Christian Stecker
The effects of federalism reform on the legislative process in Germany

Regional and Federal Studies, 2016: 26, issue 5, pp. 604-624
ISSN: 1359-7566 (print); 1743-9434 (online)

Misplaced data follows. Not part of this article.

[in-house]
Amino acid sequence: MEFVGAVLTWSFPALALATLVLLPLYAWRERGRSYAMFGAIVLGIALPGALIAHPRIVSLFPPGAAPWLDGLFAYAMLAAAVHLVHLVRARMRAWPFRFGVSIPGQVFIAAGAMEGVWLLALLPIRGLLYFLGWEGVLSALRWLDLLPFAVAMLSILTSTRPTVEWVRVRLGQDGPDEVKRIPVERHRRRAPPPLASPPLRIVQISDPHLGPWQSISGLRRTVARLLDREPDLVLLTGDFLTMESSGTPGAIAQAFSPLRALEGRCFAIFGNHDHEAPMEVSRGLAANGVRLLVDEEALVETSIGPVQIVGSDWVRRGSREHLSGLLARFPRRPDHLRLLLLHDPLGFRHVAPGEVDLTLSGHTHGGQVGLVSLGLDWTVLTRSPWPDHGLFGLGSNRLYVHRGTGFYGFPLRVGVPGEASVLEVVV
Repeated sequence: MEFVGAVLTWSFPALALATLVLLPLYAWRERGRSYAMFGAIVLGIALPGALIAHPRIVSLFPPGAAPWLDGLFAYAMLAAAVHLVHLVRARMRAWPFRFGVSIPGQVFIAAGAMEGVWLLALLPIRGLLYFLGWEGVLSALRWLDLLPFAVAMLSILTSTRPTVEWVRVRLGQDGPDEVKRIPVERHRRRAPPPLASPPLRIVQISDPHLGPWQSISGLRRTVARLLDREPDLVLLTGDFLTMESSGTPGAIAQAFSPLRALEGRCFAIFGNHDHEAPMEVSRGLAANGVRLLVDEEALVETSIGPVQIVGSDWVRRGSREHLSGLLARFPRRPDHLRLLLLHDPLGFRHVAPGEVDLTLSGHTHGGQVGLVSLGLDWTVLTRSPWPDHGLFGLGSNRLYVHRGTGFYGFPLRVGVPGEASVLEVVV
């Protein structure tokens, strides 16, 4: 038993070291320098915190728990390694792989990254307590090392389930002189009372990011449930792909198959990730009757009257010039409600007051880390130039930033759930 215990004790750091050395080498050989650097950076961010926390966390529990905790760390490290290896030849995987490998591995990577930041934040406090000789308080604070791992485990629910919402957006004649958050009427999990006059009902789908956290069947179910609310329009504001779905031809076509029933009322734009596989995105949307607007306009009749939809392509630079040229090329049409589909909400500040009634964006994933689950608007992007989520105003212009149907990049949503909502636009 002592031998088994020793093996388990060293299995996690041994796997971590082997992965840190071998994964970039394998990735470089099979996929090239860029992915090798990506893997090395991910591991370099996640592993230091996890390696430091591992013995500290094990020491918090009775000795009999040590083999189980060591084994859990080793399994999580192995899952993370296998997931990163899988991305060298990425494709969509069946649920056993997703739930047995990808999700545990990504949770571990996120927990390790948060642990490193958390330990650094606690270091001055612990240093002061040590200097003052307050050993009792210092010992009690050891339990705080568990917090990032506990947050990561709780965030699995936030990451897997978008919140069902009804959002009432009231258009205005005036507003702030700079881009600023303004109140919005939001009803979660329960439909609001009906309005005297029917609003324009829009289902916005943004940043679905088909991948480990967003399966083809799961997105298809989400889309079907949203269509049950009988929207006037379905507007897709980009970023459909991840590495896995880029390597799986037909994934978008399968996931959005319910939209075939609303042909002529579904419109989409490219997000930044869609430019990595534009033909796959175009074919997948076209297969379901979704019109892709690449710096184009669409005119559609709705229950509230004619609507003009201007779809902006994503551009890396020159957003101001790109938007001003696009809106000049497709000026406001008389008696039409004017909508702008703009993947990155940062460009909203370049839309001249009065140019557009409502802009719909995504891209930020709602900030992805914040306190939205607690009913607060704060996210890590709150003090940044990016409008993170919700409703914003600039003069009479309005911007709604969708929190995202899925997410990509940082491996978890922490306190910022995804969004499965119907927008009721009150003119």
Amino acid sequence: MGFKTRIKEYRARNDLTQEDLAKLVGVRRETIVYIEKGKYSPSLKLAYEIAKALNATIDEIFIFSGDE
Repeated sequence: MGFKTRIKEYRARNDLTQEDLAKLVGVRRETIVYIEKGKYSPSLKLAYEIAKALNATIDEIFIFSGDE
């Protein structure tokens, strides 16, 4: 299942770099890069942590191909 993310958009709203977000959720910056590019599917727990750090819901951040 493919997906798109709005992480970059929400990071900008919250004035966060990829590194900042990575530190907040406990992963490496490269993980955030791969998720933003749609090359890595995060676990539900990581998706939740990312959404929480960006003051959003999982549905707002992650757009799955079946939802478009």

When the reform of German federalism was enacted in 2006, the right of the second chamber, Bundesrat, to veto large parts of national legislation had long been identified as a dysfunctional element of the federal system. The need to compromise with an often opposition-controlled Bundesrat was perceived as hurting democratic principles and worsening Germany?s policy performance. Hence, a variety of constitutional amendments was adopted in 2006 to curb the veto threat. This paper sketches how the expansion of the Bundesrat veto emerged and how the reform tried to reduce it. Covering all federal legislation between 1978 and 2016 this paper then analyses the actual effects of the reform. It is shown that the veto threat has been reduced by around 17% but that it remains unchanged at around 65% in the area of tax law.